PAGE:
An Interrupted Life: The Diaries of Etty Hillesum, 1941-1943 Summary & Study Guide

Etty Hillesum
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An Interrupted Life: The Diaries of Etty Hillesum, 1941-1943 Summary & Study Guide Description

An Interrupted Life: The Diaries of Etty Hillesum, 1941-1943 Summary & Study Guide includes comprehensive information and analysis to help you understand the book. This study guide contains the following sections:

This detailed literature summary also contains Topics for Discussion and a Free Quiz on An Interrupted Life: The Diaries of Etty Hillesum, 1941-1943 by Etty Hillesum.

Esther ("Etty") Hillesum is a young Jewish woman who lives with her family in the Dutch town of Deventer. Born in January, 1914 just before the beginning of World War I, Etty was the only daughter of Rebecca Hillesum-Bernstein and Louis Hillesum. Etty has two brothers, Jaap and Mischa. Mischa is a talented pianist and Jaap eventually becomes a medical doctor. Etty Hillesum's father was headmaster of a grammar school in Deventer where Etty spend the majority of her childhood and early adult life.

Etty was raised in an assimilated Jewish home. In other words, the Hillesums were not observant Jews. There is no mention of attending religious services outside the home. Also, from Etty's writings, one learns that no religious rituals were practiced in the home. Etty makes only a few references to religious practices in her diaries. Sometime during her 20s, Hillesum moves to Amsterdam. She shares a house with Han Wegerif, a 62-year-old widower. His son Hans (an economics student) lives in the house as well. Bernard (the "social democrat") and Maria Tuinzing, a nurse and Etty's best friend are, like Etty, paying boarders. Etty teaches Russian and does translation work to make a living after she completes a law degree.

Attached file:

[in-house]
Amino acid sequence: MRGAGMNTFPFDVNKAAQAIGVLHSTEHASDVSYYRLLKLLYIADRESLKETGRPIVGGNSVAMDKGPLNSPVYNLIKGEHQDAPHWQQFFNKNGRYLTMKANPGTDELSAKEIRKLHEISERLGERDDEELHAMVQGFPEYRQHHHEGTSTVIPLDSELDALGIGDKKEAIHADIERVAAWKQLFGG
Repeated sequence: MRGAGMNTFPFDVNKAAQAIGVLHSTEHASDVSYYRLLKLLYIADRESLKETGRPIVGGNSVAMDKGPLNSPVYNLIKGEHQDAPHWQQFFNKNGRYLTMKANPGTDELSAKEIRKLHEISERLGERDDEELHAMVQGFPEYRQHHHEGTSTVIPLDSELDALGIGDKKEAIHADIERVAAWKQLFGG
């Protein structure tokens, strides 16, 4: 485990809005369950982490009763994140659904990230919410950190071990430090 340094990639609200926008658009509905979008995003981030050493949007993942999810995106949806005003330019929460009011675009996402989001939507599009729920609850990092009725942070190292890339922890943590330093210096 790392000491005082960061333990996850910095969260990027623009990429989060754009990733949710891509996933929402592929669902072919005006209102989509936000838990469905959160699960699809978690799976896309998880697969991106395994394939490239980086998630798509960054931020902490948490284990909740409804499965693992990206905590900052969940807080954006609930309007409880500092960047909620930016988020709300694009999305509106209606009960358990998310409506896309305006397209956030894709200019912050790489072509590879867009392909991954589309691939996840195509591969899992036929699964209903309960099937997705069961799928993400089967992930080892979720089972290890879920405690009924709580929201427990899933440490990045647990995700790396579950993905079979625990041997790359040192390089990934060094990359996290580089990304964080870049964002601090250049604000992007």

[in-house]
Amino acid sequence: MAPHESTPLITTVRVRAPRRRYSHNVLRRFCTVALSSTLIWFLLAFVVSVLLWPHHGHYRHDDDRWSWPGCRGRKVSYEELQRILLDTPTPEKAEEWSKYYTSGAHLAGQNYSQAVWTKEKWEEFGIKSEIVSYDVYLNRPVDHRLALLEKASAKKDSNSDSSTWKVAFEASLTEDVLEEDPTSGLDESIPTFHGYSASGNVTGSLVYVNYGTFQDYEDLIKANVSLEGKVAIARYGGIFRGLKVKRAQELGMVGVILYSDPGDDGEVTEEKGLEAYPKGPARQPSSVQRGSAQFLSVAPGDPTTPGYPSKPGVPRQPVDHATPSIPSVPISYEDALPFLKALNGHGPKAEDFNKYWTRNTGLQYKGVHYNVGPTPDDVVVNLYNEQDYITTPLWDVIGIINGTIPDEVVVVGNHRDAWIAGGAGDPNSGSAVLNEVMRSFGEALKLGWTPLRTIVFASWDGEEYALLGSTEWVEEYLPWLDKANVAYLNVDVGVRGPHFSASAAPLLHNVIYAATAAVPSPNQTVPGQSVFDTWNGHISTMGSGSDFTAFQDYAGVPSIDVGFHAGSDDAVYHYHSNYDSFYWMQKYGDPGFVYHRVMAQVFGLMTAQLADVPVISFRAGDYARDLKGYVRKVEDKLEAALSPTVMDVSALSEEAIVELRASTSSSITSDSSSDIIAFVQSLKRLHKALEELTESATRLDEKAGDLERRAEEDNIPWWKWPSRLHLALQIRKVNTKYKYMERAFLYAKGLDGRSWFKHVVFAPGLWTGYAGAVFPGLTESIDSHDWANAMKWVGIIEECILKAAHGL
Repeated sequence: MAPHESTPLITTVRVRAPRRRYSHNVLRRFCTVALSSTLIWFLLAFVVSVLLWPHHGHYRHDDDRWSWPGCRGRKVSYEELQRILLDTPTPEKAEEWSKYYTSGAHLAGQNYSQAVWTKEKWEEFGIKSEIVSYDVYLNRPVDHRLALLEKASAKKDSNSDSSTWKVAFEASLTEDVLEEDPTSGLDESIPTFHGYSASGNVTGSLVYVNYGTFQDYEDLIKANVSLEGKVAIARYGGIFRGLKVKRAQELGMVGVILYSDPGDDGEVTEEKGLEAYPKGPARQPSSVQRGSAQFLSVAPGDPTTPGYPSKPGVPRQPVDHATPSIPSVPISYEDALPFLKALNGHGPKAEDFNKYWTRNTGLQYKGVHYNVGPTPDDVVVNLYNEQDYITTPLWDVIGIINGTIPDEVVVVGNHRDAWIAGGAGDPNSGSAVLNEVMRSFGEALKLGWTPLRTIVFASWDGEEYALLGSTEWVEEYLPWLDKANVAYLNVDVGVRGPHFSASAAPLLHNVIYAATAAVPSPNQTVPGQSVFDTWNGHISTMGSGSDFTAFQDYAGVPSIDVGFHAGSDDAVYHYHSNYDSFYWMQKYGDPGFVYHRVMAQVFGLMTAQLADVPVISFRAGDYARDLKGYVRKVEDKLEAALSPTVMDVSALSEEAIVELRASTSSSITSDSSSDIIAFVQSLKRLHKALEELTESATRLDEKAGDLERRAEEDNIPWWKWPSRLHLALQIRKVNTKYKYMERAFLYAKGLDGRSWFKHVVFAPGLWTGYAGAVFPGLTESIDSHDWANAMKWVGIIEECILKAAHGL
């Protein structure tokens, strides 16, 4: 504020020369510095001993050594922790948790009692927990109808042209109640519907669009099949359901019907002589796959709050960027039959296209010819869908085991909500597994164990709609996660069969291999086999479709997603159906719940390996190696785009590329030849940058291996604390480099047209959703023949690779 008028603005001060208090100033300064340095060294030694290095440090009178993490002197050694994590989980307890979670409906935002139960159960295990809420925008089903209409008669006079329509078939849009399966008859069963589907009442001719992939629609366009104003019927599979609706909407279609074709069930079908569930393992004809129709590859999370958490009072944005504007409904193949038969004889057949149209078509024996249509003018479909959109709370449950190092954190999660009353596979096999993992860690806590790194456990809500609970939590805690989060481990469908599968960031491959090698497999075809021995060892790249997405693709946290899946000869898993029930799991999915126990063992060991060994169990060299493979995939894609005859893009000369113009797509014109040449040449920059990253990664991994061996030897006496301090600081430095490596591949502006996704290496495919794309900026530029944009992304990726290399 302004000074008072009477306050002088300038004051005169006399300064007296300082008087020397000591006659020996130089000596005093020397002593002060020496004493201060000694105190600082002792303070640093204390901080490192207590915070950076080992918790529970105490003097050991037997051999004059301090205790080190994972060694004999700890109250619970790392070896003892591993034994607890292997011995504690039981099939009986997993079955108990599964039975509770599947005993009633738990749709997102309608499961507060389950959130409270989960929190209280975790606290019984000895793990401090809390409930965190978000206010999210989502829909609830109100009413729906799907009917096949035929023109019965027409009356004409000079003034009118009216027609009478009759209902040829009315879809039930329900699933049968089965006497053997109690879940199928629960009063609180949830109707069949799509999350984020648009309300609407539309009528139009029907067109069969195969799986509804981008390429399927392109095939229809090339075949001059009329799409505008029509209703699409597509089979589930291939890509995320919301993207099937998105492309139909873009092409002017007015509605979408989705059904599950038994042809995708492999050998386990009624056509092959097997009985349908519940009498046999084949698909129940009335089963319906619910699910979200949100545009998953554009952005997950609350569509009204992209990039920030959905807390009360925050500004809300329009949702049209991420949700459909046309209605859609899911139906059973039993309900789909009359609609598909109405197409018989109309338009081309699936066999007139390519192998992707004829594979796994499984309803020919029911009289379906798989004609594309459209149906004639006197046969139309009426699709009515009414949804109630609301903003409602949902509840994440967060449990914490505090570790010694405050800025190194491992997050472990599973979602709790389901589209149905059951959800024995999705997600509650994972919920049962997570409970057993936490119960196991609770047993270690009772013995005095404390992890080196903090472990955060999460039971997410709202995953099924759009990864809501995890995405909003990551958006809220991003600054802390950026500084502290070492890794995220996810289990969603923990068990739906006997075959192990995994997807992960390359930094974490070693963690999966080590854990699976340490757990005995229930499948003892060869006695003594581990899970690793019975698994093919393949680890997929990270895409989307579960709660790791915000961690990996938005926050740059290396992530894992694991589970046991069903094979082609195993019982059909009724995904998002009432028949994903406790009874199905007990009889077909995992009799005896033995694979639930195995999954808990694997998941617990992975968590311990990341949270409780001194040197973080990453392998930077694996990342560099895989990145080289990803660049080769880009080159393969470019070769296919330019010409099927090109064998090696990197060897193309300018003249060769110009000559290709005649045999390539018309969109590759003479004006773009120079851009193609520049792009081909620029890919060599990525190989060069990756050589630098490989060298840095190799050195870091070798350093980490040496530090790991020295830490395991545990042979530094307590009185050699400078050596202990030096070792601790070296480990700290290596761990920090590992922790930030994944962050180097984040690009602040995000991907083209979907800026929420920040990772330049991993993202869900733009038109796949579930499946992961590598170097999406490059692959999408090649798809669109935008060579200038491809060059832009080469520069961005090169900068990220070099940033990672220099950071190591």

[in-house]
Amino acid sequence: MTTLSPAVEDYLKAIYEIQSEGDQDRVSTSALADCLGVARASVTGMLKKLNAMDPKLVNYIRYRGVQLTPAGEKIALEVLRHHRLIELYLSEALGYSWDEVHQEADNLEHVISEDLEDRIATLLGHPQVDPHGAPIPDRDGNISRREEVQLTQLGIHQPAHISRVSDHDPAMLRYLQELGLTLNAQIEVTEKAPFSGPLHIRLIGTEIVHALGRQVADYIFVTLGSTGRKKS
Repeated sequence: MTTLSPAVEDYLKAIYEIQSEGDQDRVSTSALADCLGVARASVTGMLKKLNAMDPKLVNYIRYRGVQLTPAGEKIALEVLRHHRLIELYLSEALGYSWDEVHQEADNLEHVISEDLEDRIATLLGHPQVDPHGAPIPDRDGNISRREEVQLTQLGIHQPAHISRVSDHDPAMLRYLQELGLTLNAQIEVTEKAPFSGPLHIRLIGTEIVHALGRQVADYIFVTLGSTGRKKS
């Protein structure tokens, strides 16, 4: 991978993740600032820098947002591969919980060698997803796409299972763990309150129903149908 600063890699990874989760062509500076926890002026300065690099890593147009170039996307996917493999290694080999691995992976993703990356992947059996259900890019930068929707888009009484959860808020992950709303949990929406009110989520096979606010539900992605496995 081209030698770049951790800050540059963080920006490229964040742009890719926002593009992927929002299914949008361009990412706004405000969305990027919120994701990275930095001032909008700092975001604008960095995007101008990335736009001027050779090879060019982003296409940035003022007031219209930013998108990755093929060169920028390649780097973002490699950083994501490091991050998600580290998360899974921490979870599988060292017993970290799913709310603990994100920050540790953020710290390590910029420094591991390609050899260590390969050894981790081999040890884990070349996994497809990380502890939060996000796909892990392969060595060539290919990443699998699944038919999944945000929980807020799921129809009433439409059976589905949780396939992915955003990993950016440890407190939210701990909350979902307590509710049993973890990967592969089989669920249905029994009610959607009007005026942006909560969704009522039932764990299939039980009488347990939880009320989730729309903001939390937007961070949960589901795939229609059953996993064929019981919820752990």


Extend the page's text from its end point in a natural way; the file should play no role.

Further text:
Etty Hillesum's diaries begin on a Sunday in March, 1941. She initially undertakes the task of keeping a diary as a means of living a healthier, more conscientious inner life. She hopes to become a writer one day. In the beginning, Etty writes very much like a woman of her time. Etty, the daughter of an intellectual, is first and foremost a thinker. She is an avid reader, ever involved in philosophical discussions with her contemporaries. As a young adult living in the years between the first and second World Wars, Etty Hillesum was decidedly modern and independent. She was open to intimate emotional and sexual relationships with others. Etty chronicles her daily experiences and adventures in conversational entries. Etty works through the pain and glory of life on the pages of her diary.

Interestingly, Etty Hillesum's transformation is spiritual and non-religious. Yes, Etty does come to believe in and trust God—the word Etty uses for that higher, best part of herself. Over the course of the next two years, Hillesum addresses questions of life and death, sacrifice and acceptance. The account of her inner progression is nothing short of miraculous. Hillesum lived her life in Amsterdam with her eyes, heart, and mind wide open. There is a fearlessness about Etty Hillesum, the progression of which the audience is allowed to witness. The story Etty Hillesum tells is simultaneously personal and universal.

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This section contains 440 words
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Buy the An Interrupted Life: The Diaries of Etty Hillesum, 1941-1943 Study Guide
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